Actor-turned-mystery writer Melodie Johnson Howe's 21st birthday was memorable for several reasons. Although it was 46 years ago, she remembers every detail.
“I was 21 when I signed my contract with Universal,” she noted in a recent telephone interview from her home in Santa Barbara. “I married my husband [record producer Bones Howe] who had three children. My mother had a nervous breakdown. The executives at Universal asked me if I was crazy [for taking on so much].”
Howe has the last laugh, however.
She starred in several major motion pictures, including “Coogan's Bluff” with Clint Eastwood, where she played the star's girlfriend, “Ride to Hangman's Tree,” with James Farentino and Jack Lord, and “The Rickey Nelson Story.”
While she landed a solid seven-year contract with Universal, Howe knew she wanted to pursue a career in writing. She attended UCLA and studied creative writing. Her 1980 play, “The Lady of the House,” was produced by The Los Angeles Theater Center.
“When I was at UCLA, the first review I got was from a kid at the back of the class who stood up and asked me how I could write with a body like that,” she remembered with a laugh. “I told him I didn't write with my body.”
She followed the play with her debut novel, “Mother Shadow,” which was nominated for an Edgar, Anthony and Agatha. Her second novel, “Beauty Dies,” was published in 1995 by Penguin.
Her new book, “City of Mirrors,” began as a project for “Sisters in Crime Anthology.”
“I knew I wanted to write about Hollywood, which I hadn't done to any extent in my play or my first two novels,” Howe said in a press release. “I also knew I wanted an actress to be the narrator. I thought it would be more interesting if she was older, alone and had to go back to acting to earn a living. So, I gave her a recently dead husband. Voila! Diana Poole was created.”
Diana, whose mother was a glamorous movie star, lives in a run-down Malibu house with a rotted deck. The heater in her ages-old Jaguar doesn't work. There are bills to pay. And old friend and producer offers her a role playing the mother to starlet Jenny Parson's character, she puts her ego aside and takes the part.
Jenny parties hard, comes in late and blows her lines, which does not sit well with Diana and they have a heated exchange on the set.
The real trouble begins when Diana discovers Jenny's body in a dumpster the next morning.
Diana is the number one suspect, so she sets out to find the real killer. Turns out, Diana is quite the detective. She is close on the killer's tail and finds herself stuck in several precarious positions.
When asked what makes a good mystery, Howe was quick to respond, “You need a solid plot. It doesn't have to be overly complicated. It doesn't have to be the best plot ever. You just need a good solid story and you want suspense. You have to create suspense.”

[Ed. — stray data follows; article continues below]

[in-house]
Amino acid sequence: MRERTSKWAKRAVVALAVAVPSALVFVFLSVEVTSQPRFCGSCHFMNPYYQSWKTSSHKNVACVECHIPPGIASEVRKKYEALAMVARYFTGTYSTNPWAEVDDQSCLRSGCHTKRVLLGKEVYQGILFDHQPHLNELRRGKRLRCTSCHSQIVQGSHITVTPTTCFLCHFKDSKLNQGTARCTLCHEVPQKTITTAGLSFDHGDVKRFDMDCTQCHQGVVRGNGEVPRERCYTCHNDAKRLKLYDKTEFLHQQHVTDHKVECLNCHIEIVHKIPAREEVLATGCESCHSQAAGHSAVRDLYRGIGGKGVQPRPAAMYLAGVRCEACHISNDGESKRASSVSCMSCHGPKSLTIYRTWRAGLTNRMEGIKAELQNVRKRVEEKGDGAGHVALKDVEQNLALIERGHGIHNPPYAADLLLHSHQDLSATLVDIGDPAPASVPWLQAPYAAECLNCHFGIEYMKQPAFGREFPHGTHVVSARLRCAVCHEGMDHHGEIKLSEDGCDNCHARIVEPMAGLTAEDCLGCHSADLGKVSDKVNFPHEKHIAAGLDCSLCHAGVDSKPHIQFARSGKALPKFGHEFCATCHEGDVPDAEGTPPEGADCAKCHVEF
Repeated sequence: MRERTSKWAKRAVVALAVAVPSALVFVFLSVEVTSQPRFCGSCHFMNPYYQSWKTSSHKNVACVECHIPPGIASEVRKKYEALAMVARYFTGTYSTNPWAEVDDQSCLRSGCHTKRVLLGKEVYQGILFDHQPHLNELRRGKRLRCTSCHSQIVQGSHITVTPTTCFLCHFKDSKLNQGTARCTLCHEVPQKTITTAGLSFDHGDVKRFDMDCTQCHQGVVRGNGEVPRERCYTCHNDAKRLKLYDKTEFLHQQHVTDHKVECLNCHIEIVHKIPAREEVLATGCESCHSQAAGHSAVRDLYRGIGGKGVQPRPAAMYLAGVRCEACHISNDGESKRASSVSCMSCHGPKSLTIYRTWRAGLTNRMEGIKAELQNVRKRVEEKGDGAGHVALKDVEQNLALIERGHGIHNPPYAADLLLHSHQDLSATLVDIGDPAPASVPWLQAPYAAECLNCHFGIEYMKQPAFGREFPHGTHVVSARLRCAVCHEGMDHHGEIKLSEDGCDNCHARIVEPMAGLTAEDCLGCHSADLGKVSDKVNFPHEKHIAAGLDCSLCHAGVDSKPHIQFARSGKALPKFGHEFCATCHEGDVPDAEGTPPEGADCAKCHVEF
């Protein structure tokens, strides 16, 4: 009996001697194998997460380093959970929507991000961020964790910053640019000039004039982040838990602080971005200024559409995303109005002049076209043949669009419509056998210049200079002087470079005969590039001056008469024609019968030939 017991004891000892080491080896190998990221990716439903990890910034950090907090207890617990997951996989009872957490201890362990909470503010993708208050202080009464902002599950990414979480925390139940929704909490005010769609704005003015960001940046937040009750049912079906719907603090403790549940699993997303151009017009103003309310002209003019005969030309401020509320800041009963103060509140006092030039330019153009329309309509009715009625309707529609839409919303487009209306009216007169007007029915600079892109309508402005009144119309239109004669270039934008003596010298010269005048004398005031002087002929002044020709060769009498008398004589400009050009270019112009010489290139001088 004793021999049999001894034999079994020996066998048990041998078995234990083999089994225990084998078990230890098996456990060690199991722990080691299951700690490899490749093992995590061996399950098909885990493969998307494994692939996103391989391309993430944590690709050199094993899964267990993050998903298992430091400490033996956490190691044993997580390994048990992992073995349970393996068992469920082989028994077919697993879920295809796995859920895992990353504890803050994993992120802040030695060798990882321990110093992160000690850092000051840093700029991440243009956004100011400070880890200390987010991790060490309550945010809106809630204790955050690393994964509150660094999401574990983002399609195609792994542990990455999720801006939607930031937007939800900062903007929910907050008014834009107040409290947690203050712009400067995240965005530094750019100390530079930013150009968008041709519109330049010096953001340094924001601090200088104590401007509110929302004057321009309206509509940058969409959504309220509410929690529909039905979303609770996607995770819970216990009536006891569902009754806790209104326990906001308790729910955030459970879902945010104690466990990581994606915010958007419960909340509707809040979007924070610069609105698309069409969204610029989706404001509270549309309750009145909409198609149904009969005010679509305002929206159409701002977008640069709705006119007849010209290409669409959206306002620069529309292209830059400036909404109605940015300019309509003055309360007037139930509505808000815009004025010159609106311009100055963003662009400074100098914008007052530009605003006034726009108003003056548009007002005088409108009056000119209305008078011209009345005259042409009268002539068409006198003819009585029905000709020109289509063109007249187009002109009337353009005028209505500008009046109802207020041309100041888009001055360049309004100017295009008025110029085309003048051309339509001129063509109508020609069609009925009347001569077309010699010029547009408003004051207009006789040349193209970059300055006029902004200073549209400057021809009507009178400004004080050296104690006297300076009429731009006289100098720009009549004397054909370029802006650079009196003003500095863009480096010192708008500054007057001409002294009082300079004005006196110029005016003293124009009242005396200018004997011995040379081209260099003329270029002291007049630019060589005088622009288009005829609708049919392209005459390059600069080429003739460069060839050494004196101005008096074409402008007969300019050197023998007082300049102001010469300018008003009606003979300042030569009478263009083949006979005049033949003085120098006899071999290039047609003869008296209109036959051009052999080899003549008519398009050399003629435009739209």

In the book, Diana meets a mysterious man named Leo Heath, who could be her salvation or her downfall.
“I like flaws in my heroes,” Howe confessed. “Otherwise you just have a hunk of male flesh walking around.”
The tension between the Diana and Heath, as she calls him, is at once dangerous and seductive. The tension reaches a fever pitch as they face down operatives from Los Angeles' treacherous underbelly.
Heath has a murky background and is not very forthcoming with secrets from his past.
Together, the two of them must team up to find Jenny's killer before the killer finds them.
While Diana is Howe's creation, the author says her heroine has distinct characteristics.
“They have their own tastes, personalities,” she noted. “Diana is not a phony. She grew up in Los Angeles with a very famous movie star for a mother. She has a loner spirit. She's a survivor with serious mommy issues. We need a hero like Diana.”
Writing this book helped Howe merge two aspects of her life.
“Hollywood is filled with wonderful ghosts for me,” says the former star. “'City or Mirrors' is the novel that brings my writing life and my acting life together. Diana Poole is another side of me just as that young actress who now shows up in reruns on TV is. But of course neither really is me. They are only reflections in a city of mirrors.”
As for those Universal executives who asked her if she was crazy, the proof is in the pudding.
“I'm still married to the same man,” she says with an easy laugh. “And I'm a great-grandmother, for goodness sake.”
For more information on Melodie Johnson Howe, visit http://www.melodiejohnsonhowe.com/
For more information on “City of Mirrors,” visit http://www.pegasusbookstore.com/book/9781605984681
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